A Swiss historian browsing at a Geneva flea market has stumbled upon a previously unknown maths text published in Bern in 1619.
Alain Schärlig, a former professor at Lausanne University and author of numerous books on the history of mathematics, bought the 750-page tome for SFr200 ($165) from a vendor at the Plainpalais flea market.
The book's author, Johann Rudolf von Graffenried, notes in the text that he taught himself maths "by the grace of God" and wanted to summarise various mathematical systems known at the time.
Arabic numerals – 1, 2, 3 – the most common way to write numbers today, were just beginning to make their way into Germanic languages, and the book, which is in excellent condition and complete, reflects this.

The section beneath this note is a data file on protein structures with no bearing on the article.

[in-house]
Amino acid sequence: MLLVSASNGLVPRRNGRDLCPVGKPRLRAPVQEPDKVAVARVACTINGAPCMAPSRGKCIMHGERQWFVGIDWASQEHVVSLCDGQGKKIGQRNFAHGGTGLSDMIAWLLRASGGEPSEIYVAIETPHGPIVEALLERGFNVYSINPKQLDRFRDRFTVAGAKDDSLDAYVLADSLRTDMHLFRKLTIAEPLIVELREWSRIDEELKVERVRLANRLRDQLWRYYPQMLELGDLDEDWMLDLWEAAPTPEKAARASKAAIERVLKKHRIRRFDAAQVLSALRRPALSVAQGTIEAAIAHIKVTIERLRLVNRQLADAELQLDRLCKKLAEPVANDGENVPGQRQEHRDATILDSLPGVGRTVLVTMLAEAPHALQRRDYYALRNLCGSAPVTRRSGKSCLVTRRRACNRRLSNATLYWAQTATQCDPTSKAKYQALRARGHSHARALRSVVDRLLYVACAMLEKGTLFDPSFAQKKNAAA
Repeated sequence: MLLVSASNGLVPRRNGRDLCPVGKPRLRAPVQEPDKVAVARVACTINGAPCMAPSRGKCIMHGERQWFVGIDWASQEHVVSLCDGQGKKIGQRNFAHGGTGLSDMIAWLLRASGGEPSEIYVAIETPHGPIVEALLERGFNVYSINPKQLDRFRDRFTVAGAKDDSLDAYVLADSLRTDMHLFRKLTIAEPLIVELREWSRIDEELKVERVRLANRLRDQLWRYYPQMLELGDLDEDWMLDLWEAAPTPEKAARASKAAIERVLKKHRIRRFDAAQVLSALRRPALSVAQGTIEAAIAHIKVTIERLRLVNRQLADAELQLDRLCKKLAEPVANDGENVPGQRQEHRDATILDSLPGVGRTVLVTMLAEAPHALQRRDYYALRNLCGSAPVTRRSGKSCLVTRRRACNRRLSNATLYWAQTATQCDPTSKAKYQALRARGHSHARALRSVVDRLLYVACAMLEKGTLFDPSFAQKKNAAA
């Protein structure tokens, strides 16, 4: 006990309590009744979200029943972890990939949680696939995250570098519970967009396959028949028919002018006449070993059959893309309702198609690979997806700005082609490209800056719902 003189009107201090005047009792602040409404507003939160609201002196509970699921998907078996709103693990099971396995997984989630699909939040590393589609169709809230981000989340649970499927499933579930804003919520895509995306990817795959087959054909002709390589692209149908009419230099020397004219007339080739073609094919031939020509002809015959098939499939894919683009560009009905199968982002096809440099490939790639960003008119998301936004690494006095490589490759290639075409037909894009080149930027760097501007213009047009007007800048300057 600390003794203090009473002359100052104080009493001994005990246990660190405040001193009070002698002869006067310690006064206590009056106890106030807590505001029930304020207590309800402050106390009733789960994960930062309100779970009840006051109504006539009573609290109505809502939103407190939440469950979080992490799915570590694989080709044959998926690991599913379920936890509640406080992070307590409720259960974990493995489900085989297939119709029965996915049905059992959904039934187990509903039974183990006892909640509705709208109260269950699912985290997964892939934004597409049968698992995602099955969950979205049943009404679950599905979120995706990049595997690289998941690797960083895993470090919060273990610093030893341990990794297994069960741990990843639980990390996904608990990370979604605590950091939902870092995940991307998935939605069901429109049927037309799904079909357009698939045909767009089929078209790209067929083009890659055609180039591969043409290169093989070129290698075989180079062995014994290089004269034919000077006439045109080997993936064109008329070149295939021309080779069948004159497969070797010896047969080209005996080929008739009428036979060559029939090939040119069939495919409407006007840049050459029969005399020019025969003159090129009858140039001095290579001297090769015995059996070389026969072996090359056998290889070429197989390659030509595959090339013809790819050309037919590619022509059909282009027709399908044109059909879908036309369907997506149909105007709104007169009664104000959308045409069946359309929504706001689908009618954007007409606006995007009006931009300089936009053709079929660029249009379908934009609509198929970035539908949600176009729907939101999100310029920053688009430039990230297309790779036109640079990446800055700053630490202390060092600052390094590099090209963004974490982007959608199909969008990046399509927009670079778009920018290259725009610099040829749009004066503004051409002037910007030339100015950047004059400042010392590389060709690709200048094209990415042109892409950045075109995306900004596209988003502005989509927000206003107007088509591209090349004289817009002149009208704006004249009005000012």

The text is written in a mix of German and Latin and features examples of common mathematical functions, such as adding and subtracting, often in cumbersome gothic numerals. This suggests it could have been practical for merchants and administrators.
Schärlig said the book was published with the author's own funds and therefore it is unlikely that many copies exist. Even if they do, the text has never been cited in any scientific literature, he said.